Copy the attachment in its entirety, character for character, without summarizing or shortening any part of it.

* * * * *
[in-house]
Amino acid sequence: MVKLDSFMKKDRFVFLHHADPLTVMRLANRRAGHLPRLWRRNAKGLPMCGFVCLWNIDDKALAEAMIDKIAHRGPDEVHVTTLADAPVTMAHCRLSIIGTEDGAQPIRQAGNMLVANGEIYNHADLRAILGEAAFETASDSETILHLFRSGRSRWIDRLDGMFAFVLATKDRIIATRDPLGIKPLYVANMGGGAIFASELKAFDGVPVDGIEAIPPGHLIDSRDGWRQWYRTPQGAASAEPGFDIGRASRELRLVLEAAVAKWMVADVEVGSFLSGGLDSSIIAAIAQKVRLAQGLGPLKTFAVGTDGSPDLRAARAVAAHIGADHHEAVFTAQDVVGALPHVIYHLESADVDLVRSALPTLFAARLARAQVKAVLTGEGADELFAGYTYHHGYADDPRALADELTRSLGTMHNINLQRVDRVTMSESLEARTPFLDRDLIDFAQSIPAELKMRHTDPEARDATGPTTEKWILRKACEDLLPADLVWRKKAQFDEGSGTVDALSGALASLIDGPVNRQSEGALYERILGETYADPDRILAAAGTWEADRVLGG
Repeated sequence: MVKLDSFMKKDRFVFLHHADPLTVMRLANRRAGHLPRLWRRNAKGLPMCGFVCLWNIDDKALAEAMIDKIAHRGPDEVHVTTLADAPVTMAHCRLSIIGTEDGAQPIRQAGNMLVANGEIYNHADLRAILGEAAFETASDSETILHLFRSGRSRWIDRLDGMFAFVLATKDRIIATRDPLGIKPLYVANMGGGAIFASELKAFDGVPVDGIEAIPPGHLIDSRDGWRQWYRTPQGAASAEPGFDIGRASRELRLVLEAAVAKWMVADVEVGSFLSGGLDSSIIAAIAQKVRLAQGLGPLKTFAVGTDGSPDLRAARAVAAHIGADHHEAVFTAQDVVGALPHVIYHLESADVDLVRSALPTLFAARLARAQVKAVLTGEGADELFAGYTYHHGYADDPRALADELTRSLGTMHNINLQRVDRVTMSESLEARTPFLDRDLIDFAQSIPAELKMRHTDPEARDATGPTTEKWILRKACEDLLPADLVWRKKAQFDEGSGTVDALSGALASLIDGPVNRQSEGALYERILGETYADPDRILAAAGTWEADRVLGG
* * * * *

[in-house]
Amino acid sequence: MVKLDSFMKKDRFVFLHHADPLTVMRLANRRAGHLPRLWRRNAKGLPMCGFVCLWNIDDKALAEAMIDKIAHRGPDEVHVTTLADAPVTMAHCRLSIIGTEDGAQPIRQAGNMLVANGEIYNHADLRAILGEAAFETASDSETILHLFRSGRSRWIDRLDGMFAFVLATKDRIIATRDPLGIKPLYVANMGGGAIFASELKAFDGVPVDGIEAIPPGHLIDSRDGWRQWYRTPQGAASAEPGFDIGRASRELRLVLEAAVAKWMVADVEVGSFLSGGLDSSIIAAIAQKVRLAQGLGPLKTFAVGTDGSPDLRAARAVAAHIGADHHEAVFTAQDVVGALPHVIYHLESADVDLVRSALPTLFAARLARAQVKAVLTGEGADELFAGYTYHHGYADDPRALADELTRSLGTMHNINLQRVDRVTMSESLEARTPFLDRDLIDFAQSIPAELKMRHTDPEARDATGPTTEKWILRKACEDLLPADLVWRKKAQFDEGSGTVDALSGALASLIDGPVNRQSEGALYERILGETYADPDRILAAAGTWEADRVLGG
Repeated sequence: MVKLDSFMKKDRFVFLHHADPLTVMRLANRRAGHLPRLWRRNAKGLPMCGFVCLWNIDDKALAEAMIDKIAHRGPDEVHVTTLADAPVTMAHCRLSIIGTEDGAQPIRQAGNMLVANGEIYNHADLRAILGEAAFETASDSETILHLFRSGRSRWIDRLDGMFAFVLATKDRIIATRDPLGIKPLYVANMGGGAIFASELKAFDGVPVDGIEAIPPGHLIDSRDGWRQWYRTPQGAASAEPGFDIGRASRELRLVLEAAVAKWMVADVEVGSFLSGGLDSSIIAAIAQKVRLAQGLGPLKTFAVGTDGSPDLRAARAVAAHIGADHHEAVFTAQDVVGALPHVIYHLESADVDLVRSALPTLFAARLARAQVKAVLTGEGADELFAGYTYHHGYADDPRALADELTRSLGTMHNINLQRVDRVTMSESLEARTPFLDRDLIDFAQSIPAELKMRHTDPEARDATGPTTEKWILRKACEDLLPADLVWRKKAQFDEGSGTVDALSGALASLIDGPVNRQSEGALYERILGETYADPDRILAAAGTWEADRVLGG